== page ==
4. How Much We Love/Hate X Duty Station.

Image result for sad moving truck gif

I loved living in Hawaii. I hated Alaska. What do you mean you didn’t like living in Europe? If only we could stay in Italy. We’ll never agree on the places we’ve loved to love or couldn’t stand one more minute in, but we’ll certainly try to convert you over to our side. The great Duty Station Debate is one that has been a part of Military Spouse culture for many, many years. The disagreements can get heated. Especially when someone pulls out the line “…but it’s about the people!” after you told them about the hour and a half drive to the nearest town. And all they have is a Walmart and a Burger King.

5. Living On Base Vs. Off Base.

Oh, yes. We went there… Nope. Nope. Nope. It depends which post it is for some people but others, no way, they just don’t like it. One bad Jerry Springer experience may have been the reason for some to shun living wall-to-wall with their peers, but others just love being a short drive to work or a place where their kids can easily play outside. Love it or leave it. This is one debate that is just like housing wait lists: it will NOT go away soon.

This article originally appeared on Military Spouse. Follow @MilSpouseMag on Twitter.

MIGHTY TRENDING

Arctic sea lanes could become the 21st century Suez and Panama Canals

Secretary of State Mike Pompeo on May 6, 2019, claimed that melting sea ice — which scientists warn is a sign of potentially catastrophic climate change — is set to open up new “opportunities for trade” by shortening the length of sea voyages from Asia to the West by as much as three weeks.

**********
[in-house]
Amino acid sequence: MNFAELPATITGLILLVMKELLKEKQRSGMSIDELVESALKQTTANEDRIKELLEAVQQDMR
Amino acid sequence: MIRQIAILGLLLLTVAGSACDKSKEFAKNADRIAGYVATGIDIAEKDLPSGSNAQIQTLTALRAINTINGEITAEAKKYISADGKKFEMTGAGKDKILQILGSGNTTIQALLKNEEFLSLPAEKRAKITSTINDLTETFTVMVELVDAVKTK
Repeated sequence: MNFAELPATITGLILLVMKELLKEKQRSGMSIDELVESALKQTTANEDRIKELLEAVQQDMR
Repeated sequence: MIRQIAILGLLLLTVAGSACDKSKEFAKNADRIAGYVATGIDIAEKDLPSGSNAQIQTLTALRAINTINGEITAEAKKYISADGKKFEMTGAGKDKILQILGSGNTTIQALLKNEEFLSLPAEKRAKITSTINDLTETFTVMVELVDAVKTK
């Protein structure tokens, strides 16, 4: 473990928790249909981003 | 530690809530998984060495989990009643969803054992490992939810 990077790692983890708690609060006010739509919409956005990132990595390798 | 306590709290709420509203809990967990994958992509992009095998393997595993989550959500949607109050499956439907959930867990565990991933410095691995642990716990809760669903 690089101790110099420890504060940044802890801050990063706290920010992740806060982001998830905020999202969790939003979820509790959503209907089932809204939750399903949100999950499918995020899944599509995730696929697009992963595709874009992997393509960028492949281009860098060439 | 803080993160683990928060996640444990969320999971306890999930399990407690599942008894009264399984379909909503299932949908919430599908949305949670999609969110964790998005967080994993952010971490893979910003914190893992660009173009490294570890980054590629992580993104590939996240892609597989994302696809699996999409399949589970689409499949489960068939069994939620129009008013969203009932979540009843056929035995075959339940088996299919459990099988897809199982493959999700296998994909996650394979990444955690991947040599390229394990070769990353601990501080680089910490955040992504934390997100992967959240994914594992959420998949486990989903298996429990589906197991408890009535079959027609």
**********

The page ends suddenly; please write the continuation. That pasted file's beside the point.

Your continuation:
Speaking at a meeting of the Arctic Council in Rovaniemi, Finland on May 6, 2019, Pompeo described the Arctic as the “forefront of opportunity and abundance.”

“Steady reductions in sea ice are opening new passageways and new opportunities for trade,” he continued. “This could potentially slash the time it takes to travel between Asia and the West by as much as 20 days,” he said.


“Arctic sea lanes could become the 21st century Suez and Panama Canals,” Pompeo said.

As well as shortening journey times, Pompeo stressed the “abundance” of natural resources in the region which are yet to be fully exploited. “The Arctic is at the forefront of opportunity and abundance,” he said.

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Secretary of State Mike Pompeo.